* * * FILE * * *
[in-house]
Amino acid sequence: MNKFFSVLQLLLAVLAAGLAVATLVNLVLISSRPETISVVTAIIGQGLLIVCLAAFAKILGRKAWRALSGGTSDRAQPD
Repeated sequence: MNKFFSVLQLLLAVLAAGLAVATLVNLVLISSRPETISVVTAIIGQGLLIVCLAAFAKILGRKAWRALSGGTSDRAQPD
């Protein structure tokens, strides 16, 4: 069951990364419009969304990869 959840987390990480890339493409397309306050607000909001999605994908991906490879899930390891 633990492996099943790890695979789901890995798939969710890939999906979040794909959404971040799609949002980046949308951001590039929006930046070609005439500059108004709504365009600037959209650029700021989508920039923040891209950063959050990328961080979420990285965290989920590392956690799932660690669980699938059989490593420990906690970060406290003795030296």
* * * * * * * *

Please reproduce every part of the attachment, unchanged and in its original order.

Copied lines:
[in-house]
Amino acid sequence: MNKFFSVLQLLLAVLAAGLAVATLVNLVLISSRPETISVVTAIIGQGLLIVCLAAFAKILGRKAWRALSGGTSDRAQPD
Repeated sequence: MNKFFSVLQLLLAVLAAGLAVATLVNLVLISSRPETISVVTAIIGQGLLIVCLAAFAKILGRKAWRALSGGTSDRAQPD
């Protein structure tokens, strides 16, 4: 069951990364419009969304990869 959840987390990480890339493409397309306050607000909001999605994908991906490879899930390891 633990492996099943790890695979789901890995798939969710890939999906979040794909959404971040799609949002980046949308951001590039929006930046070609005439500059108004709504365009600037959209650029700021989508920039923040891209950063959050990328961080979420990285965290989920590392956690799932660690669980699938059989490593420990906690970060406290003795030296």